Planting Yourself

Planting Yourself with Howard Jacobsen

Howard Jacobson, PhD, is a health coach and an executive coach to clients ranging from startup founders to established and rising Fortune 100 leaders. He is the Director of Coaching at Bregman Partners and Head Coach at the Healthy Minds Initiative. He hosts the Plant Yourself Podcast and has written a number of books. His mission includes helping kind and generous people grow their capacity and scale their influence.

How did you eat growing up?

I ate a very healthy standard American diet, so there was very little fast food; almost all my meals were home-cooked. That said, there was chicken and beef. Not so much pig products, because we were semi-kosher. Not a lot of fast foods; we never had the packets of macaroni and cheese. I always got peanut butter and jelly on caraway rye – I thought I was the most oppressed child in Jefferson Elementary School because I did not get Wonder Bread. My mother did the cooking; she was not a great cook, but she put a lot of effort into it. It was important for her that we ate what she understood to be a healthy diet. I did grow up eating vegetables, but I also had a prodigious appetite; I had the metabolism of an Amtrak train. I could pack away a dozen chicken legs at a picnic. When I went away to college, the food appeared to be endless and free. I was untethered by any sort of filial desire to conform and I devolved into just eating junk.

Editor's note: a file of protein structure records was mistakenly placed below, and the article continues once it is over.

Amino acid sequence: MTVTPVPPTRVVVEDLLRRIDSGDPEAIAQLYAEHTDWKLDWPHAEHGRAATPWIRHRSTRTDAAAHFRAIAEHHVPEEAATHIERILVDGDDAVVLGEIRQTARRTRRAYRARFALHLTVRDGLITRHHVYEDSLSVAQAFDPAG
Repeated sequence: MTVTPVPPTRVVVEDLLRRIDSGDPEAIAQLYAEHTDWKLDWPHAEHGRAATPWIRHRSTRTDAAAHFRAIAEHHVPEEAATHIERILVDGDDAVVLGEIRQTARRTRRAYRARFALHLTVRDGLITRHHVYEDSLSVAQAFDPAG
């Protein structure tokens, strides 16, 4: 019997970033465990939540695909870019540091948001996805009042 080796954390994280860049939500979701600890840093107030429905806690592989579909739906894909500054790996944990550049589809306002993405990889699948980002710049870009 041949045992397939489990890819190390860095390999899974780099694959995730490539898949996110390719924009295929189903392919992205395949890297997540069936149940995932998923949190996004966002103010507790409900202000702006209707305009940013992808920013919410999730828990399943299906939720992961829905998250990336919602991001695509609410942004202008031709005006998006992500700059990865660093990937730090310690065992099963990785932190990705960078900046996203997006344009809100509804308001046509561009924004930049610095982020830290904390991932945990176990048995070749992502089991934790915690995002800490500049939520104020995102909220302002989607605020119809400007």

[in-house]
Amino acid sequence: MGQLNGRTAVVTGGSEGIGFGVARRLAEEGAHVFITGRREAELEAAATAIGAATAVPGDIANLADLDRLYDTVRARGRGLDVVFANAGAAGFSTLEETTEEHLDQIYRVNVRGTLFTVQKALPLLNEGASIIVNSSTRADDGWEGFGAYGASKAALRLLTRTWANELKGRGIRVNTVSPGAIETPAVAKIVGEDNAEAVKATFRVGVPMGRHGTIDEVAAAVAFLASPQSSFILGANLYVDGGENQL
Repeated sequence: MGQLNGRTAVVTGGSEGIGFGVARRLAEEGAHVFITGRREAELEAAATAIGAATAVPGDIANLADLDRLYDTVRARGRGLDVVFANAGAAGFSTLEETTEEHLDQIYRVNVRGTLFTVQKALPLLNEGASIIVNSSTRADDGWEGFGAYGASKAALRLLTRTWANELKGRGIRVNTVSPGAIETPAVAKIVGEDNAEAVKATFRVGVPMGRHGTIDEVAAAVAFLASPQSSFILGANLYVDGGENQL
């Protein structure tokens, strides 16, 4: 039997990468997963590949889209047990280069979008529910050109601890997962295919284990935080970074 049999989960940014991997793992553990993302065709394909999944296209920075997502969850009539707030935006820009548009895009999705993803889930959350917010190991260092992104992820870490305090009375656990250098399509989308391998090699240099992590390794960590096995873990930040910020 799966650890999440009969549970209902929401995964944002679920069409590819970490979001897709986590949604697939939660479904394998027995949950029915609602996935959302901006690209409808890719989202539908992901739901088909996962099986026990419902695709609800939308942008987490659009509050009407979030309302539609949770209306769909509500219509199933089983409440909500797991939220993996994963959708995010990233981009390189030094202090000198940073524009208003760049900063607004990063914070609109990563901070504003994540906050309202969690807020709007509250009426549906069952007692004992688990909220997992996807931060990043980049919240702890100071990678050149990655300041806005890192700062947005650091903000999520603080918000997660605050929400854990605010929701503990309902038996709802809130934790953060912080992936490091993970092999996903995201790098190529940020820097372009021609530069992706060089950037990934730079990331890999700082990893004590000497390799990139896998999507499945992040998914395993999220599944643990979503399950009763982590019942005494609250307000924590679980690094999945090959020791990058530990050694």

Why Did You Go Plant-Based?

I was browsing in Barnes & Noble and there was a book whose spine suddenly jumped out at me. It was called Diet for a New America by John Robbins. It seemed very random, I’m sure. I pulled it down, started reading it as you could do in Barnes & Noble in those days, probably with a piece of a brownie. As I started reading it, it changed my life instantly. I put the book down and I was a sugar-free vegan. Three weeks later I had dropped all the college weight. I was back to size 31 waist which I’ve never seen again. Five years later I had forgotten, and I was back to eating pizza and other stuff. My wife points out that I will get on a kick and become totally obsessed with it.

What Challenges Have You Had on Your Dietary Journey?

If it’s not on fire, I will get on fire. I can slide back, and completely forget that I’ve ever been on this kick until somebody rubs my nose in it. My wife was kind enough to remind me of my insanity. In 2004, I stumbled upon The China Study by T. Colin Campbell. I met him at a conference, and it totally changed everything. That’s when I became the tyrannical food fascist who’s going to tell my kids everything they’ve been eating up to this point is bad and evil. I just saw everything they were eating had a skull and crossbones over it.

How Was Transitioning Your Children To Plant-Based?